There are some headline sights in Rome but staying for a month meant we were able to sniff out a few of the city’s less well known corners as well.
|Where:||Villa Torlonia, eastern Rome|
|Good for:||A little WWII history|
It’s impossible not to notice the ancient history in Rome, but it is also possible to find reminders of its 20th century history here and there as well. We booked a tour of the bunkers at Villa Torlonia where Mussolini lived with his family from 1929 until his arrest in 1943. The tour took us through two air raid shelters and a bunker which was still under construction when Mussolini was arrested. Each was built with three exits in case debris from bombing blocked the others, and some original features still remain, for example, one of the air filtration systems and some gas masks. We were surprised to see how small the shelters are, but of course they were only designed to accommodate one family with their servants, unlike the huge Soviet bunker that we visited in Latvia or the air raid shelters in Malta and Naples.
|Where:||Around Piazza Mincio, north-east Rome|
|Good for:||Art Nouveau architecture|
About a 15 minute walk from the Villa Torlonia we found a whole neighbourhood of elaborate Art Nouveau architecture. Designed by Gino Coppedè and bearing his name it was a bit of a surprise in Rome, and reminded us of the Art Nouveau walking tour that we did in Riga. The most elaborate buildings line Piazza Mincio with its central ‘Fountain of Frogs’, but we found others tucked away in the surrounding streets.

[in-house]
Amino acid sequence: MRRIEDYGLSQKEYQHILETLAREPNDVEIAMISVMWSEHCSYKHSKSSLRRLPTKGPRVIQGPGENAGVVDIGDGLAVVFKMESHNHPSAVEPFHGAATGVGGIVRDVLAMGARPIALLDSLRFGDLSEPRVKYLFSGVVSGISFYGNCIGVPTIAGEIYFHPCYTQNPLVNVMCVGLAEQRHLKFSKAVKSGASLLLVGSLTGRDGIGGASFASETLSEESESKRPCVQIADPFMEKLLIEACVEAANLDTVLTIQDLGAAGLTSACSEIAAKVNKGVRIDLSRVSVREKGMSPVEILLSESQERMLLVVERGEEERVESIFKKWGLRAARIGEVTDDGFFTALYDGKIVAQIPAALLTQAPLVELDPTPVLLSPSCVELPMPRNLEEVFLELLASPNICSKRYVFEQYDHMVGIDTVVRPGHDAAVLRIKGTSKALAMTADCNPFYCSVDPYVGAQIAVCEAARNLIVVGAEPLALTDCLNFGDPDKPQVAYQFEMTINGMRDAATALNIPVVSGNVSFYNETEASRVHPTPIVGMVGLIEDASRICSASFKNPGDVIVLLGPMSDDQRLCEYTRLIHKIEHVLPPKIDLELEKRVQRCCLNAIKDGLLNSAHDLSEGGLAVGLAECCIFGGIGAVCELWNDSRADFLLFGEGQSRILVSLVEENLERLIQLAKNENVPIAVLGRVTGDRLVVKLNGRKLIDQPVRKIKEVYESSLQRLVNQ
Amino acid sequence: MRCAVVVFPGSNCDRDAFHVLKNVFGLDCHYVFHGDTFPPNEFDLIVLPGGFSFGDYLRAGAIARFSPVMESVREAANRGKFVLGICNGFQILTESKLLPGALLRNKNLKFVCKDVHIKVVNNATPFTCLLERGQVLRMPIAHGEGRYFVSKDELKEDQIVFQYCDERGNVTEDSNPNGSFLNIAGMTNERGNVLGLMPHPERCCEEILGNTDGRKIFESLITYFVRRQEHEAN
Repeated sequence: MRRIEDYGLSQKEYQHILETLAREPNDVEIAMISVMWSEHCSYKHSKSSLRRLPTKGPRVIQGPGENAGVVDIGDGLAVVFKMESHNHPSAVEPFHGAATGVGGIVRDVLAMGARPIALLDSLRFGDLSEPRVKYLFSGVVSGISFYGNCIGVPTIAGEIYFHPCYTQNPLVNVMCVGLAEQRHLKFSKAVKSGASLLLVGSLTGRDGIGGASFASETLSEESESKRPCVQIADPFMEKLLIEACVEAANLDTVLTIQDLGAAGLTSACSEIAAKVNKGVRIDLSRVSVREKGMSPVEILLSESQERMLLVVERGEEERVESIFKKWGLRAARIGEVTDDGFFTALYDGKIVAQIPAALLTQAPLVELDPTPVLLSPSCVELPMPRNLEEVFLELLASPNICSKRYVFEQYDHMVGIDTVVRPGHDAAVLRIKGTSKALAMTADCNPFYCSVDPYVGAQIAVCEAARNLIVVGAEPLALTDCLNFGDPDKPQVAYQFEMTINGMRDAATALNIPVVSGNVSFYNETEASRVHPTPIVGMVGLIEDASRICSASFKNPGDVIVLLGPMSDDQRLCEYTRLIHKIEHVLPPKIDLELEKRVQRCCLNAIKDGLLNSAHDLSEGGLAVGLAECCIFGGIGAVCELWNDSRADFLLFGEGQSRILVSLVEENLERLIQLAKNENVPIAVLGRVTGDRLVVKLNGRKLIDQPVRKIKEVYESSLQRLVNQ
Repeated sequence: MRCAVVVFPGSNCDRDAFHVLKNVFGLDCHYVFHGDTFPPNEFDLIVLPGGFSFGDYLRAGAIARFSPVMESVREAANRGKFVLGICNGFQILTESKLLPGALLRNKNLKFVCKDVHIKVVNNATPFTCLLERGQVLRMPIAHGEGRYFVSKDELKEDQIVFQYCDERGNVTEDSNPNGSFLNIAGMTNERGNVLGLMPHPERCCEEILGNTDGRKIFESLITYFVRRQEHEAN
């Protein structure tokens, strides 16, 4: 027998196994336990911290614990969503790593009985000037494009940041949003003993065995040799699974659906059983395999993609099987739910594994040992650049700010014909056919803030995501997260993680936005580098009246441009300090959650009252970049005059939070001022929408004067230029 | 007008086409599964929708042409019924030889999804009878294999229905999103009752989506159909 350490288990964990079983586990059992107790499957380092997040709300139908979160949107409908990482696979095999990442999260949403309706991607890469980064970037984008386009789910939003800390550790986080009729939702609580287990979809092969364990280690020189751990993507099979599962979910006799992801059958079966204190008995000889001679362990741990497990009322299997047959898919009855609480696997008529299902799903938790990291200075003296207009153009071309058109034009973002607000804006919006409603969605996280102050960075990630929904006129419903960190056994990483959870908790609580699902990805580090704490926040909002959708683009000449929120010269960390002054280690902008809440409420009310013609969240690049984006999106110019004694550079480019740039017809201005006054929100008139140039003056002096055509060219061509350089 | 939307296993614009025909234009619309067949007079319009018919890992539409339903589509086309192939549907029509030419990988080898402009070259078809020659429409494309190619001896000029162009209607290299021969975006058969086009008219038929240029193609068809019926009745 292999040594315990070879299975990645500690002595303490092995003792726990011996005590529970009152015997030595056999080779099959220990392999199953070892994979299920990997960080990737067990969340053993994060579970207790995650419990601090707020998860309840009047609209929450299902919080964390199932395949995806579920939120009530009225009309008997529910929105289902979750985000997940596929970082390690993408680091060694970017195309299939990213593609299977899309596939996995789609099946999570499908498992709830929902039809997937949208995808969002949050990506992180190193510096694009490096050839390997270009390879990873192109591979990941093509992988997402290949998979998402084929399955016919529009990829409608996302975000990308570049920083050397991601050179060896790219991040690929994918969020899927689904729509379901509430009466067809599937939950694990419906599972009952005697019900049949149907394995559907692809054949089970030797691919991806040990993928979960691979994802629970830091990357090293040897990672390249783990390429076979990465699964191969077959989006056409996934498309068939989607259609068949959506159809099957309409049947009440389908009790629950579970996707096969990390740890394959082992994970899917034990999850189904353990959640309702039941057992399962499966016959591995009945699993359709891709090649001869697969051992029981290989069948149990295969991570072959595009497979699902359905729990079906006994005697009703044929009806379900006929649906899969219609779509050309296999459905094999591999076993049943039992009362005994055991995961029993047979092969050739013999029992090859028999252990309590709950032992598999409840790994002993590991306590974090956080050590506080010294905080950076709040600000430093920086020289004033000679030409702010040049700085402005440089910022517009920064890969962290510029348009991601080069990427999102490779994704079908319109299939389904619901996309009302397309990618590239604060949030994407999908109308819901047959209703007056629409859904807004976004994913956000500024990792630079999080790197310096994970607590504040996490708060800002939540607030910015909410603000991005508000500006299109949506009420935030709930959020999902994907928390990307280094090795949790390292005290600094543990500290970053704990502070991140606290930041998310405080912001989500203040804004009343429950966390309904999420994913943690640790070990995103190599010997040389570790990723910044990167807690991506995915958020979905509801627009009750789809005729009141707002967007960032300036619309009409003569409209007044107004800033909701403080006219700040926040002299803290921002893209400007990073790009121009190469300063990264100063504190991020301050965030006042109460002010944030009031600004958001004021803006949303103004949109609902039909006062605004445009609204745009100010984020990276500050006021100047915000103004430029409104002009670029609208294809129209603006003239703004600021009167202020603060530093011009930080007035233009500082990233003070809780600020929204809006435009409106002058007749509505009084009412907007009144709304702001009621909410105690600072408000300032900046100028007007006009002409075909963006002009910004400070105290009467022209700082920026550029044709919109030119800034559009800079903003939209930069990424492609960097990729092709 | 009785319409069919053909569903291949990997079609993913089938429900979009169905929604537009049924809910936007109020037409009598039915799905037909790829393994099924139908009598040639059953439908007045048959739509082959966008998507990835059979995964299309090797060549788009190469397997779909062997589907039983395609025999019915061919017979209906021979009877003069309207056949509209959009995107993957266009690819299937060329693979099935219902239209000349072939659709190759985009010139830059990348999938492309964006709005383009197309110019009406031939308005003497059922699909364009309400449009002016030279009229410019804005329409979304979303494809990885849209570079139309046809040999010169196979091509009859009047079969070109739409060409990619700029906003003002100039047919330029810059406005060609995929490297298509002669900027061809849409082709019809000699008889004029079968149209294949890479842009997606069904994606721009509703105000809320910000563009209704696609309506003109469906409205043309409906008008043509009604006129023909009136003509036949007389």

Quartiere Coppedè details (clockwise from top left): Entrance arch complete with iron chandelier on Via Dora; Frog on the fountain; Romulus and Remus decoration on the ‘Fairy Cottage’; the Palace of the Spider gets its name from the decoration over its door
Mouth of Truth (Bocca della Verità)
|Where:||In the porch of the Church of Santa Maria in Cosmedin, Central Rome|
|Good for:||A fun photo|
OK this corner isn’t remotely hidden (there was even a 20 minute queue in the middle of February) but it’s a fun photo opportunity if you’re passing. The huge stone circle carved with the face of an ancient god originally dates to the 2nd century BC. In the Middle Ages it gained a reputation for biting off the hands of liars (possibly assisted by someone with a sword hidden behind it!), hence why everyone wants their photo taken with their hand in its mouth. You might also recognise its image from fortune telling machines at fairs, and if you haven’t seen the 1953 film Roman Holiday I highly recommend watching this clip of Audrey Hepburn and Gregory Peck visiting it.
Church of San Luigi dei Francesi
|Good for:||Looking at more Caravaggio paintings|
Just a block away from the Pantheon, this small church has no less than three paintings by Caravaggio (the same number as the whole city of Naples!). The paintings here depict various episodes from the life of St Matthew and are housed in a side chapel, called the Contarelli Chapel, which is to the left of the main altar. The church itself is the seat of the Cardinal of Paris in Rome and, as with most of Italy’s churches, there’s no admission fee although they have cunningly left the chapel containing the Caravaggios in shadowy darkness so that if you want to see them you need to feed a nearby meter with a few coins to turn on the lights!
|Good for:||Political dissent|